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CT scan is a type of imaging test. It uses X-rays and computer technology to make images or slices of the body. A CT scan can make detailed pictures of any part of the body, including the bones, muscles, fat, organs, and blood vessels. They are more detailed than regular X-rays.
In a CT scan, an X-ray beam moves in a circle around your body. This allows many different views of the same part of the body. The X-ray information is sent to a computer that interprets the X-ray data and displays it on a monitor.
During some tests you receive a contrast dye. This will make parts of your body show up better in the image.
CT scans of the pancreas can provide more detailed information about the pancreas than regular X-rays of the abdomen. CT scans can give health care providers more information related to injuries or diseases of the pancreas.
A CT scan of the pancreas may be used to check the pancreas for:
A CT scan may be done when another type of exam, such as an X-ray or physical exam, does not give enough information.
CT scans of the pancreas may be used to tell the difference between problems with the pancreas and disorders of the retroperitoneum. This is the back part of the abdomen. CT scans are also useful in diagnosing cancer of the pancreas and pancreatitis. Your health care provider may have other reasons to recommend a CT scan of the pancreas.
You may want to ask your health care provider about the amount of radiation used during the CT procedure and the risks related to your situation.
If you are pregnant or think you could be, tell your health care provider. Radiation exposure during pregnancy may lead to birth defects.
If contrast dye is used, there is a risk for allergic reaction to the dye. Tell your health care provider if you are allergic to or sensitive to medications, contrast, or iodine.
If you have kidney failure or other kidney problems tell your health care provider. In some cases, the contrast dye can cause kidney failure, and people with kidney disease are more prone to kidney damage after contrast exposure.
If you take the diabetes medicine metformin or Glucophage, alert your health care provider before having IV contrast. It can cause a rare condition called metabolic acidosis. If you take metformin, you will be asked to stop taking it 24 hours before and for 48 hours after your CT scan. A blood test may be needed before you can start taking metformin again.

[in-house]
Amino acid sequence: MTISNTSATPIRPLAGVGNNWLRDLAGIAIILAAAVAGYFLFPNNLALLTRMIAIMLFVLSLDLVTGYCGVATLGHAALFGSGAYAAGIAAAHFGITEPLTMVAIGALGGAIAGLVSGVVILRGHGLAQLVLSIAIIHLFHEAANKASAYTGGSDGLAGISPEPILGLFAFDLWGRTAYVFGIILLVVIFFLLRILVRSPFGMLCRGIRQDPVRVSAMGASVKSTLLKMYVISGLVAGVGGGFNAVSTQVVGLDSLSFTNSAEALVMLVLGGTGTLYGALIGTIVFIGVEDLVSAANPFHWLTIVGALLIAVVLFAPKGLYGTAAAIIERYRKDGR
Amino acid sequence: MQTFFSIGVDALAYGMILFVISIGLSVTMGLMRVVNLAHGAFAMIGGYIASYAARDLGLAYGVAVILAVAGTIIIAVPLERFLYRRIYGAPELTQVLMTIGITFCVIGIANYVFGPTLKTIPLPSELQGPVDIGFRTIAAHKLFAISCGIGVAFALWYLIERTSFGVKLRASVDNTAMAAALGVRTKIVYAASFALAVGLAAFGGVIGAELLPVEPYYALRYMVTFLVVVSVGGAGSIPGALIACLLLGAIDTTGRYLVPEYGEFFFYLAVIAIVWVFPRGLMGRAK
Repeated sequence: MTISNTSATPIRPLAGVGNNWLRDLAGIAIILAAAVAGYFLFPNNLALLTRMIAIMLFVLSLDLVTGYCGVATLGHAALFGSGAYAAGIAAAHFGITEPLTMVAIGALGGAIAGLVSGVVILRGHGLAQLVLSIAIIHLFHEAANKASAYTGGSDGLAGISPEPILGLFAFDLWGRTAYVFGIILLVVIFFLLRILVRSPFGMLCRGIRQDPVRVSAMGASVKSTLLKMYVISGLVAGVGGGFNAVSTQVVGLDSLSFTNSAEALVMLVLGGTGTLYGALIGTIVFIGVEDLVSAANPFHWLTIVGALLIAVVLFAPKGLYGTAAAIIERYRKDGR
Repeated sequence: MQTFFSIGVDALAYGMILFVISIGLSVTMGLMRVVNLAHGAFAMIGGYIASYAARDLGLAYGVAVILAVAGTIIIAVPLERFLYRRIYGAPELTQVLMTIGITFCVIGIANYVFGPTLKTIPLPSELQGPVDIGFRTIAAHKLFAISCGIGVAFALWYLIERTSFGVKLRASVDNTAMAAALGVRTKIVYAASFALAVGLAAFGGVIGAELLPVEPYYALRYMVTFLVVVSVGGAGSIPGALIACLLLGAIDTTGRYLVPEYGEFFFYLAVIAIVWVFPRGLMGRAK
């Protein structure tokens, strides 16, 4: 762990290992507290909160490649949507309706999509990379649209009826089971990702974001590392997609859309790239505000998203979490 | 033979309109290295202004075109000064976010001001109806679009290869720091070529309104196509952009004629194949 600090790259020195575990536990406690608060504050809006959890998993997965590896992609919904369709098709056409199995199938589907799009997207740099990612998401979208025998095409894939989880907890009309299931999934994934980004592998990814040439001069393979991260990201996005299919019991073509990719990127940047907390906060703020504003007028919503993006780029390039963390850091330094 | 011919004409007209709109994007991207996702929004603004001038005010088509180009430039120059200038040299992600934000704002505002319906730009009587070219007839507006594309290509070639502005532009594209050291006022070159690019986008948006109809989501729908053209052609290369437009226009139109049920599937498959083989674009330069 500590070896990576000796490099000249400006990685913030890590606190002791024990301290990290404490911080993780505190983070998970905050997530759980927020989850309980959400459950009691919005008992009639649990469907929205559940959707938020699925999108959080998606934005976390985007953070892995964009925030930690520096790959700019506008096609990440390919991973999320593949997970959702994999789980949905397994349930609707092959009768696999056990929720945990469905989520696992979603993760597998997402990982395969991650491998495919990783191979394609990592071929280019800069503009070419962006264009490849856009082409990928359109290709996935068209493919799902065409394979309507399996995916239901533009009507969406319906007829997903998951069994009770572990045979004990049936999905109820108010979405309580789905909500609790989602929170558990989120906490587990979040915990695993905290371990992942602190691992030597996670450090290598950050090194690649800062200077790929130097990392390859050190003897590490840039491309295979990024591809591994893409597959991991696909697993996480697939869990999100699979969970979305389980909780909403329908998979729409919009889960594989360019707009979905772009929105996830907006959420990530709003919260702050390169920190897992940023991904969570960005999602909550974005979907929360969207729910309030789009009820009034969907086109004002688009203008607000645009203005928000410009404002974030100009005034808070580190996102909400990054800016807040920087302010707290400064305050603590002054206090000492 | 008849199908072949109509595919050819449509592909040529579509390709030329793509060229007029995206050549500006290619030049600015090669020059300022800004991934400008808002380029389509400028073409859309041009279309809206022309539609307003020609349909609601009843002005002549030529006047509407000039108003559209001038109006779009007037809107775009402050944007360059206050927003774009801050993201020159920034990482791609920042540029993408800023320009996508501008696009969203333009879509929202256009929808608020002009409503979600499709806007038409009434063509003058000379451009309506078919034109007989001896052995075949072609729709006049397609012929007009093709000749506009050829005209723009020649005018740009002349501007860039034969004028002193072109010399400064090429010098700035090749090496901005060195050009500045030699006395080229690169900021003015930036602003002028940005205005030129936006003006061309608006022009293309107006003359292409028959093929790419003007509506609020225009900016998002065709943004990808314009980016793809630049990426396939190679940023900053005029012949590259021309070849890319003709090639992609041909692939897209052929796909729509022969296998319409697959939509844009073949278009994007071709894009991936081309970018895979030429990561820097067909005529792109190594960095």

There may be other risks depending on your condition. Be sure to discuss any concerns with your health care provider before the procedure.
Certain things may make a CT scan of the pancreas less accurate. These include:
You may have a CT scan as an outpatient or as part of your stay in a hospital. Procedures may vary depending on your condition.
Generally a CT scan of the pancreas follows this process:
While the CT scan itself causes no pain, having to lie still for the length of the procedure might cause some discomfort or pain, particularly if you’ve recently been injured or had surgery. The technologist will use all possible comfort measures and complete the procedure as quickly as possible to minimize any discomfort or pain.
If contrast dye was used, you may be watched for a period of time for any side effects or reactions to the contrast dye. These include itching, swelling, rash, or trouble breathing. Tell the radiologist or your health care provider right away if you notice any of these symptoms.
Tell your health care provider if you notice any pain, redness, and/or swelling at the IV site after you go home. These could be signs of infection or other type of reaction.
Otherwise you don't need any special care after a CT scan of the pancreas. You may go back to your usual diet and activities unless your health care provider tells you otherwise.
Your health care provider may give you other instructions, depending on your situation.
Before you agree to the test or the procedure make sure you know:
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